Agriculture and New Forms of Restoration of the Territory

Agriculture and New Forms of Restoration of the Territory

Antonietta Ivona (University of Bari Aldo Moro, Italy)
DOI: 10.4018/978-1-5225-9837-4.ch001

Abstract

For some years now, the agricultural landscape has returned to the centre of geographical studies in general, and geo-economic studies in particular, as an expression of the territory's identity and as a preponderant element for the recovery of the territory itself. The case study analysed in this chapter is one of those cases of an ancient agricultural and territorial garrison abandoned for decades and which, today, has become an example of a perfectly functioning agritourism structure. The surrounding agricultural landscape, from a manifestation of territorial vocation abandoned, has been transformed back into a place of interest also for tourists. The vineyard-garden has been restored to a new function; from a simple place of production to a landscape-background for a new multifunctional and productive agriculture.
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The Scenario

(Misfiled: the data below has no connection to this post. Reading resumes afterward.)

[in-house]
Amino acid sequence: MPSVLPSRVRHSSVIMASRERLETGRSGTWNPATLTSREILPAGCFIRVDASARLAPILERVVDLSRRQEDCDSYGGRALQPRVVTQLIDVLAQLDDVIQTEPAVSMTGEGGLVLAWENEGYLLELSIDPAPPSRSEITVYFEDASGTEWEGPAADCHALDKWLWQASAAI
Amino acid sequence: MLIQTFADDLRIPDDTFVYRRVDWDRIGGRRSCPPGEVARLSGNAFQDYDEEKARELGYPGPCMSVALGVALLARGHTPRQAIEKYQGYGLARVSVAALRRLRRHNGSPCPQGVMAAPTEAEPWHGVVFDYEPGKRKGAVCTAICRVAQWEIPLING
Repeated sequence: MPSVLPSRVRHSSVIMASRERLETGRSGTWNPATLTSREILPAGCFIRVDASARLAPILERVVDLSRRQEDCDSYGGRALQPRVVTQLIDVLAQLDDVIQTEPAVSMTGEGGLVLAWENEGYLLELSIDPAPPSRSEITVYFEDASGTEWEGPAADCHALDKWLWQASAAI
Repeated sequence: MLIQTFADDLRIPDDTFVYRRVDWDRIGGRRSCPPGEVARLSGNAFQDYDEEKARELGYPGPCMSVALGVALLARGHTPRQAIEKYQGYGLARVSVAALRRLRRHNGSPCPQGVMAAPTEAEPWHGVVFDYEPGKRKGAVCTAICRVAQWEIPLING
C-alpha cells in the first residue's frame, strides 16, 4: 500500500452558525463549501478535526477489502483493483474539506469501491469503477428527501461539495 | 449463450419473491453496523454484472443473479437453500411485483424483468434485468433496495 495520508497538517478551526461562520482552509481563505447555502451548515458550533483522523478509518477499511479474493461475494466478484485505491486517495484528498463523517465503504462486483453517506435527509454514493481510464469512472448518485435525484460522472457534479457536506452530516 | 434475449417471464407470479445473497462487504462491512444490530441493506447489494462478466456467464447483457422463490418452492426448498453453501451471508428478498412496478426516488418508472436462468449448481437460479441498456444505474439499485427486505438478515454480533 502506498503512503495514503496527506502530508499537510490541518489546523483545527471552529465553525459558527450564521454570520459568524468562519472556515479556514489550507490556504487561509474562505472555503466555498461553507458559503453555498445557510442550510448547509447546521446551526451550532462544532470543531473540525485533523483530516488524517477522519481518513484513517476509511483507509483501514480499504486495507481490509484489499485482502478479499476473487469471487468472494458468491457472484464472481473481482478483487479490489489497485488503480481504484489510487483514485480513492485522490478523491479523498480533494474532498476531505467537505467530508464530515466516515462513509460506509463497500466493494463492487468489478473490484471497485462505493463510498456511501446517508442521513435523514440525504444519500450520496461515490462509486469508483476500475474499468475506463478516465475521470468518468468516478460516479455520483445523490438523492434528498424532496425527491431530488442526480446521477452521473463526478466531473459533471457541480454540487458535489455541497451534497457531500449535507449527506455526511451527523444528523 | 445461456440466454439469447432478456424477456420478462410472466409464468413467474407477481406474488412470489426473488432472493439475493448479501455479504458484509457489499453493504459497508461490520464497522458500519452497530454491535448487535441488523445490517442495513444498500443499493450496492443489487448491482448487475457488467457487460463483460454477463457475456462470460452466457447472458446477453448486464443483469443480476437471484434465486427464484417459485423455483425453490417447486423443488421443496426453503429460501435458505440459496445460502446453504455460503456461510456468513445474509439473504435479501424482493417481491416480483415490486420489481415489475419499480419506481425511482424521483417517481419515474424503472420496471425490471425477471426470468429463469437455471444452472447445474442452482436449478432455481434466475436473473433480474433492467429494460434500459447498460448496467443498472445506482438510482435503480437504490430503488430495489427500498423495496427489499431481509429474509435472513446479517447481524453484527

In recent decades, the economic agricultural scenario has undergone profound changes. Worldwide commercial contacts between the different States have become increasingly frequent. They have affected a growing number of workers, involved in a dynamic and changeable economic frame that has influenced both domestic markets and international trade. Globalization has changed the global economic balance, transforming productive structures and competitive positions among the various workers and stimulating a greater seasonal adjustment and homologation of food consumption. Simultaneously, new development models raise culture awareness of the territory as a “system of local development systems because within it there is the condensation of economic activities connected to a society and culturally rooted in it” (Becattini, 2009), where supply and demand meet on a local scale and where a community of values ​​takes shape, recognizing both producers and consumers. Among the changes that have affected Italian agriculture over the last two decades, a growing interest is devoted to productive and organizational innovations carried out by agricultural companies, as well as to the landscape as a product and component of the agricultural project. This involved the strong involvement of the settled communities; the integration between spatial planning and rural development policies, a transformed social landscape demand and more generally the multi-functionality of agriculture. In Europe, there are some examples that demonstrate the growing interest for new forms of agricultural landscape. They confirm the transition from the specialization of rural space as an exclusively agricultural space to its enhancement due to its intangible features (the Departmental Park of Sausset Seine- Saint-Denis in the northeast of Paris and the ornamental vineyards in Barcelona are an example). Therefore, agriculture is enhanced by rural functions intended to link with the environment, the territory and local communities. The chapter will highlight the rediscovered link between rural space and the community of reference; the possible combination of economic value production of the farm and the identity value. Through the case study effected (in Apulia, Italy) it may be possible to understand if the combination of multi-functionality of agriculture and new forms of land recovery is feasible. The study namely the company “Amastuola” is at the center of a territory with a strong industrial vocation including the former Ilva steel plant (founded in 1957) now Arcelor Mittal in Taranto. The coexistence of the entire territory and Ilva, Europe's largest steel and iron giant, was immediately marked by a dualism between environmental protection and safeguarding jobs. A dualism that over time has produced inquiries, strikes, requisition and has been put under external administration and which, at the same time, the steel plant has generated a strong economic dependence on the whole territory. The Taranto plant occupies 15,450,000 square meters. In 1981, when it was still called Italsider and was state-owned, it employed 43,000 people of which direct and indirect employees (in 1970 the so-called “IV Steel Center” of Taranto produced 41% of Italsider's total steel, a percentage that in 1980 had even risen to 79%). The large steel industry was sold in 1995 to the Riva Group, a historic private company with an intense top-down structure, which despite profound company changes, maintained direct employment at the same levels and after ten years, in 2005, also guaranteed supplier contracts with 188 Apulian companies for a turnover of 310 million euros (Pirro, 2009). From 2013 to 2018, Ilva has been put under external administration for serious environmental and administrative problems. The property has belonged to the Indian steel industrial group Arcelor Mittal for approximately a year.

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